He got out of bed.

Same meaning, same intent, and yet, different. It’s a feel of some sort. Where the original example is passive and may reflect a struggle by the character to achieve the goal of getting out of bed, the revised sentence is active and direct. There is no question of what is happening.

So what is better?

I suppose it comes down to a case of use versus abuse. Like the occasional use of an adverb, (you know those -ly words editors are constantly asking writers to remove) the rare use of having characters do something to themselves may be acceptable, but like adverbs, too many is not a good thing.

With apologies to the author, Bradley P. Beaulieu, I became acutely aware of the issue when reading The Winds Of Khalakovo, edited by Ross E. Lockhart.

For those of you who by chance have a copy, on page 383, one third of the way down.

And so she found herself fighting to keep herself from sliding along the thwart, fighting to stay warm, fighting to prevent herself from heaving again, an action that brought only pain.

Wow. In one sentence the character did something to herself three times! As before, if I’m Drax, that would make… (counting on fingers) …four of her! You can see the conundrum such a statement would make.

Now either the editor found such prose acceptable or the author rejected the edit. I will never know for sure. What I can derive from this and other examples is such filtering is nothing if not pervasive.

In trying to decide how I should proceed, I’ve made the business decision to do my utmost to maintain an active voice in my writing and edit out all filters. That means, among other things, no characters doing things to themselves. How you choose to proceed is only a question you can answer for yourself! (wink wink)

Stood and Looked – Two words badly used by new authors (I was one of them)

The most common method of writing by new authors is third person, past tense. Whether omniscient or limited, it does not matter. As to first person, past tense, the problem is still the same. They all have a penchant to use these actions – stood and looked.

Take, for example, this simple sentence.

Bob stood at the door.

Everyone understands what is trying to be conveyed. Bob is in front of the door.

Examine this again from a literal point of view. Was Bob not standing prior to this and has now stood near the door? Does this mean that, although he is by the door, he may not be facing it? After all, he stood at the door, not toward it. Or, was Bob somewhere that the door was visible to him and when he stood he was facing the door? He may be across the room but when he stood his posture was toward the door. Let’s get even sillier. The door approached Bob and he stood at it.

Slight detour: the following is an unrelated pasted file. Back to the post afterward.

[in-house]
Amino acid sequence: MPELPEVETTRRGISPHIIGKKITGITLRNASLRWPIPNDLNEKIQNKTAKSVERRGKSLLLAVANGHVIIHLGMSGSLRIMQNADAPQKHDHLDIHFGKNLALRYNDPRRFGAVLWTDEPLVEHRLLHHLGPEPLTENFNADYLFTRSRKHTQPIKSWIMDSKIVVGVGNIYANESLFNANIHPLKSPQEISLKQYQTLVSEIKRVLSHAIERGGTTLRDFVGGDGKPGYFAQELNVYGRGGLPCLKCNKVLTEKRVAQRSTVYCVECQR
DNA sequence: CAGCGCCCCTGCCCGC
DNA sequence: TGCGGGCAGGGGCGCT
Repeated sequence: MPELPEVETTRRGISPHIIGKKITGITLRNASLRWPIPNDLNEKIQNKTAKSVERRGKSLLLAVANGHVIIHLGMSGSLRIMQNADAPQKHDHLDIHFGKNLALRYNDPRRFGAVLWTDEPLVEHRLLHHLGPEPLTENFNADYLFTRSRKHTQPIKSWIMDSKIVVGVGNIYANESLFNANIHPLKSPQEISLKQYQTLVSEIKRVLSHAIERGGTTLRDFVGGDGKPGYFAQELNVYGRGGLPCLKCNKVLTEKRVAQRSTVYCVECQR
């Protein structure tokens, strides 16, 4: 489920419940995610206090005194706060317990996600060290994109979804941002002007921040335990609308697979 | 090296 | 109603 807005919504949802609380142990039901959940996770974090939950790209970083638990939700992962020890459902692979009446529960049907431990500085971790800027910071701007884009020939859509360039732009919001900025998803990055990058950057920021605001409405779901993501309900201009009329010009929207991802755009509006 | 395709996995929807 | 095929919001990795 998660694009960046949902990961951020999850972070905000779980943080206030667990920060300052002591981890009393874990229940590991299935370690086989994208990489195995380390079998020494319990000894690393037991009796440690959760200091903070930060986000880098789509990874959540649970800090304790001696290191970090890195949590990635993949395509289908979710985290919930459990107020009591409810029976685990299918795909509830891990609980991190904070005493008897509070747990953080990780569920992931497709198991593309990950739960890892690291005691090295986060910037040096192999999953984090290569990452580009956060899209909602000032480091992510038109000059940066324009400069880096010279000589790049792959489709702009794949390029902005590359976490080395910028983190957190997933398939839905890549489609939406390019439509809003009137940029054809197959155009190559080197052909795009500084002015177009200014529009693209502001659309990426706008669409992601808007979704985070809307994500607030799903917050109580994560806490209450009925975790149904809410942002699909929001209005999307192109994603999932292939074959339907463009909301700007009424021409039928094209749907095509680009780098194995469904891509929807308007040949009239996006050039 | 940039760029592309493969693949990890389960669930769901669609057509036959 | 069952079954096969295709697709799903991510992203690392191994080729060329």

The sentence also implies Bob is motionless. If Bob was moving prior to this action, then he has come to a stop. Normally, that is not the kind of action a character takes. Sure, his forward momentum may be halted as he opens the door, but the action has not stopped. He is moving. He has perhaps extended a hand to open the door and has pulled or pushed the door to open it.

Am I overdramatizing this issue? Perhaps, but this is about flow in the novel. The statement interrupts that flow. Is Bob going to open the door or not? It is far better to flow through the action than have it jerk to a halt.

Bob opened the door

What follows is a continuous use of the word to put the character in locations the author wants the character seen, or in actions where he is a participant.

Bob stood next to Sue. Bob stood alone in the room. Bob stood in the middle of the fight. Bob stood in the way.

Then there are the double duty ones.

Bob stood to his feet. Bob stood to understand it. Bob stood to his convictions. 

Taken literally, they all sound ridiculous.

I know. Inane, right? The point is, this is a common mistake made by many. Search for the word stood in your latest novel and get a count. You’ll be surprised. Flow through it and avoid stood where you can.

Now for the other word.

Bob looked at Sue.

Why is he looking? What does he see? Why did he look?

This is common where authors want the reader to know who the protagonist’s dialogue is aimed at. It is also a precursor to an action that the character is about to engage in. You often will find writing where characters look to do something. Although the intent has its merits, especially when used in place of dialogue tags, in such a use it implies the reader is an idiot and cannot figure out what is happening.

Here’s an important rule. DON’T UNDERESTIMATE THE READER.

They are not morons. If dialogue is occurring between two characters the reader will automatically assume they take turns talking unless informed otherwise. If the character engages in an action of some type the reader does not need to be informed beforehand that the character is looking at doing something. Sometimes this is called filtering. I’ll save that discussion for another day.

Once again, do a search and get a count on how many times the word look appears in your writing. If it’s shocking then you know you have a problem.

If you stood for good writing then you would have looked at how to limit the use of these two words.


Write well by limiting these words.

The evil ways of dialogue tags

They are sneaky, pervasive and forever lurking in novels to break your concentration. They will pounce on the unsuspecting reader and hammer that individual into submission to the point where they surrender to the endless march soldiering through the prose.

What are theses hidden monsters? Dialogue tags.

They come in a variety of colors. There are the bold and jarring ones making loud exclamations demanding the reader’s attention. You know the kind. They come in loud colors of orange and red screaming for notice. They are the descriptive kind. Throwing in an adverb for fun, they are the overly descriptive kind! Words like shouted, yelled, hollered and like, often with the dreaded adverb added they become shouted aloud, yelled at the top of his lungs, and hollered insanely.